The new manual has recommendations for scoring apneas, hypopneas, and Cheyne-Stokes breathing, along with optional recommendations for scoring respiratory effort-related arousals (RERAs) and hypoventilation. The manual also has technical recommendations for recording respiratory parameters, the most notable being the use of dual airflow sensors. According to the manual, thermal sensors are recommended for the detection of apnea and nasal air pressure transducers for the detection of hypopnea. The rationale for using dual airflow sensors is that nasal pressure transducers are more sensitive to minor changes in airflow, but may cause overestimation of apnea, while thermal sensors are less sensitive to minor breathing fluctuations, but are more reliable for identifying apnea.

In discussing thermal sensors, the JCSM articles and the new manual do not make a distinction between thermistors and thermocouples. A thermistor is a variable resistor that responds to temperature changes, while a thermocouple is made of dissimilar metals that generate a variable voltage in response to temperature fluctuations. Of the two, the thermocouple provides a more stable signal and is more sensitive to minor airflow changes. And while pressure transducers are even more sensitive than thermocouples, they are more expensive, more cumbersome to the patient, and susceptible to signal loss due to mouth breathing. An even greater concern is that cannula-based pressure transducers may potentially increase nasal airway resistance.5

For these reasons, thermocouples are favored by many sleep centers as a reasonable compromise between a pressure transducer and a thermistor. Thermocouples are unobtrusive, are easily tolerated by patients, and are typically designed to record both nasal and oral airflow. Attempts to detect oral airflow with a pressure transducer have been largely unsuccessful.

The suggestion to use both types of sensors raises logistical issues regarding practicality, patient comfort, and the potential effects of the combined sensors on nasal airflow. It is also likely that respiratory events will be over-scored, especially if the signals are evaluated out of context, without taking into account normal variants of sleep/wake physiology and the high incidence of artifacts.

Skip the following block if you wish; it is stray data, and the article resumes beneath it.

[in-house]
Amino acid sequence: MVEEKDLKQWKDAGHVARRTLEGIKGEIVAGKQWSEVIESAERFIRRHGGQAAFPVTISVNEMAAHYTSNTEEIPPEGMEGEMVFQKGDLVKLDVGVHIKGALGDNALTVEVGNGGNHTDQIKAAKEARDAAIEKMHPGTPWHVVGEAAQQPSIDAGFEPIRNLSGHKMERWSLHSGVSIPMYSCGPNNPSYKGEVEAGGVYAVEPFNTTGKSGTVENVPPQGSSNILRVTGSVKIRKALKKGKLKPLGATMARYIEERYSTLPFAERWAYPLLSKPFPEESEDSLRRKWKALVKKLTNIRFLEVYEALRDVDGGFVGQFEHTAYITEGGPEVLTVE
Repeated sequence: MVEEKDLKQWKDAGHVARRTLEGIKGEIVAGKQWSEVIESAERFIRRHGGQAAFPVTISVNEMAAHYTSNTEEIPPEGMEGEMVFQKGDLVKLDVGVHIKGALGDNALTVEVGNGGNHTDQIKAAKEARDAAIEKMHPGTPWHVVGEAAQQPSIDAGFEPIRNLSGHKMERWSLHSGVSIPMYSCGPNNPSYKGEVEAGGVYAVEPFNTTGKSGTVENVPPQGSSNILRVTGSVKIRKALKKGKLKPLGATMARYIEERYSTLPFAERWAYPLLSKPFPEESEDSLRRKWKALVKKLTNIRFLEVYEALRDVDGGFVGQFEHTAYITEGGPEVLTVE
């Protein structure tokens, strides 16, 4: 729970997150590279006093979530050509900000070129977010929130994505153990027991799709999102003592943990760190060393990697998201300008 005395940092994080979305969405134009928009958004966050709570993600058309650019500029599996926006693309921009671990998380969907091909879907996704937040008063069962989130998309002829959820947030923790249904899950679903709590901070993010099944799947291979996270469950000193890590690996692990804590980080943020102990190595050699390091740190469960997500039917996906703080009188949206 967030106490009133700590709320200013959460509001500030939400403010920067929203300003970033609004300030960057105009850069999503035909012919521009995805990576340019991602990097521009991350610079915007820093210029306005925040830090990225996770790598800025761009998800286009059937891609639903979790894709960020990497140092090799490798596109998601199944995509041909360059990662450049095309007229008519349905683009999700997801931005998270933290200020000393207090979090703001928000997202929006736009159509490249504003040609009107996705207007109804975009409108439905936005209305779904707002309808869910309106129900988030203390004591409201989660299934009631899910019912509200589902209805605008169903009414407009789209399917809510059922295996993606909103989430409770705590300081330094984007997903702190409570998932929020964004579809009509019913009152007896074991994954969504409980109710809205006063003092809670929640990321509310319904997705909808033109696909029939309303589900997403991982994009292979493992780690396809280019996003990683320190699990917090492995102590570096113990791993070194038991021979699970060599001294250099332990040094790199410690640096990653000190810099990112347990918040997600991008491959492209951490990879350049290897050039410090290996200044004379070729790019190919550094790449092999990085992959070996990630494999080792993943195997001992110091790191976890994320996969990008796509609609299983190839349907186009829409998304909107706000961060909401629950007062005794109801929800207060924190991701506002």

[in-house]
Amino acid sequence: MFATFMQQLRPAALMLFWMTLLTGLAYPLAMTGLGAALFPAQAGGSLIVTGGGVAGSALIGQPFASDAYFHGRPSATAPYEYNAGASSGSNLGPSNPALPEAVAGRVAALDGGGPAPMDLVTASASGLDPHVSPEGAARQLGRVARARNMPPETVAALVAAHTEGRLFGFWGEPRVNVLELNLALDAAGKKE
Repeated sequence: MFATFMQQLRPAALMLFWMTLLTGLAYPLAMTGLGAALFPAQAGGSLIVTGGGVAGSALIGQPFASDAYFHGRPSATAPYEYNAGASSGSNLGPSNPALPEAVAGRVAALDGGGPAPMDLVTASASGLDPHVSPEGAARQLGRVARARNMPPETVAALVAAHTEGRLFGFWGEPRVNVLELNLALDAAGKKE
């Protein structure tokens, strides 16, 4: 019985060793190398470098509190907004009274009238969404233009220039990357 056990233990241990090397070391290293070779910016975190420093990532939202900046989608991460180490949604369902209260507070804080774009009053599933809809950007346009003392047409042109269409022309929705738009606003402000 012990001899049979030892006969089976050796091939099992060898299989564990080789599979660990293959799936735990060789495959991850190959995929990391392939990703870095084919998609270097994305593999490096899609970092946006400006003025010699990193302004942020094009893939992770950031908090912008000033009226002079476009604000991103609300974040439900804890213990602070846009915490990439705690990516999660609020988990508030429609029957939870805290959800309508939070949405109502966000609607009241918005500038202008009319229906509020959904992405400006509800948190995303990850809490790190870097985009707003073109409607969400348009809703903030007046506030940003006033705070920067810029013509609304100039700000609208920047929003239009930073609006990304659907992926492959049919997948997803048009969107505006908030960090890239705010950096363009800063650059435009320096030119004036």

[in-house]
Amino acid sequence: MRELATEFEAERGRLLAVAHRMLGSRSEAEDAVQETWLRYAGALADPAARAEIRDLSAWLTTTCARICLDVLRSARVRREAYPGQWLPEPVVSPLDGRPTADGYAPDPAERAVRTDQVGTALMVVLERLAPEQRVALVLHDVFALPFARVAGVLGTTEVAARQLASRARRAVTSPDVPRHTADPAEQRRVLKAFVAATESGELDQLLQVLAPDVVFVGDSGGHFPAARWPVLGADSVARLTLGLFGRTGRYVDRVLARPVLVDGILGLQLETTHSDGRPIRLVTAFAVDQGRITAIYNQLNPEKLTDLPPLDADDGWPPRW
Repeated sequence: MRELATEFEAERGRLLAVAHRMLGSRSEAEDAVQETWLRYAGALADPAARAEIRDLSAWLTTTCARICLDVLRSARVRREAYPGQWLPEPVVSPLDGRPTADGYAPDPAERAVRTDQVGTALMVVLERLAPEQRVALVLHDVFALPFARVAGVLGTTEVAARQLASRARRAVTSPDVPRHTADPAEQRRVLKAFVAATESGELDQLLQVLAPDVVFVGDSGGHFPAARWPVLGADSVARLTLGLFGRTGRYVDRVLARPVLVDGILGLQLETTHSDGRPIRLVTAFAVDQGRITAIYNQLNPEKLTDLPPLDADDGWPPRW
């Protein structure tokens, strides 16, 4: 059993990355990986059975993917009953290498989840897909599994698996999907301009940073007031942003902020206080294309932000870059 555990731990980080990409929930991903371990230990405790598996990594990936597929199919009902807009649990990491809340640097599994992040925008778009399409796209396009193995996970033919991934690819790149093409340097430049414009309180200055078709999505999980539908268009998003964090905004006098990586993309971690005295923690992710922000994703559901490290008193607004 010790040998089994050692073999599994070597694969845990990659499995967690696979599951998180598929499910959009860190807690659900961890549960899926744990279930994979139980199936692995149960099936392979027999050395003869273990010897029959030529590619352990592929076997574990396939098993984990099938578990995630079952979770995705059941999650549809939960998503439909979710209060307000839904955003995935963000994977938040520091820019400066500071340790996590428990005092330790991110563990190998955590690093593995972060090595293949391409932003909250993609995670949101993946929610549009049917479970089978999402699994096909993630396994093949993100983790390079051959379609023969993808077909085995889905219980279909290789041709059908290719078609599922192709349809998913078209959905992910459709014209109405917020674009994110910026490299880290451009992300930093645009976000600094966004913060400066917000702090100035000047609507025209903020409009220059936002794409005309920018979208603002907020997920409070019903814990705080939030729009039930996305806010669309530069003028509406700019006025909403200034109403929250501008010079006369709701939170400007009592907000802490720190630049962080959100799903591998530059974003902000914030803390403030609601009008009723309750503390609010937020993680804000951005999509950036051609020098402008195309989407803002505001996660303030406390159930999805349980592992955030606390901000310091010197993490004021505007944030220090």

The new manual offers definitions for scoring apneas and hypopneas based on percentages of signal excursion drop from “baseline.” In actual practice, such measurements are unrealistic because the signals are nonquantitative and continually variable with postural changes and body movements. Establishing a signal baseline is especially unrealistic in patients with sleep-disordered breathing because the waveforms are repeatedly exaggerated during the recovery breaths occurring at the end of each event. Thus, designations of 30% or 50% reductions in amplitude are more hypothetical than practical.

The manual follows the conventional wisdom that central respiratory events are distinguished from obstructive events by absence of effort. In actual practice, lack of respiratory effort does not rule out the possibility of upper airway obstruction. It is not uncommon for obstructive respiratory events to appear ostensibly central, even when quantitative measures of effort are made. A more effective method of differentiating central and obstructive events is to examine the respiratory signals within the context of other PSG parameters (Figure 3). Evidence of upper airway obstruction can usually be identified on the basis of breakthrough snores, arousals, body movements, and other physiological activations that typically accompany obstructive events, whereas true central apneas and hypopneas are generally quiet, without evidence of activation or struggle to clear an obstructive airway. It may also be suggested that direct behavioral observation is still the most reliable method for confirming the etiology of any respiratory disturbance, and is more accurate than relying on any particular sensor.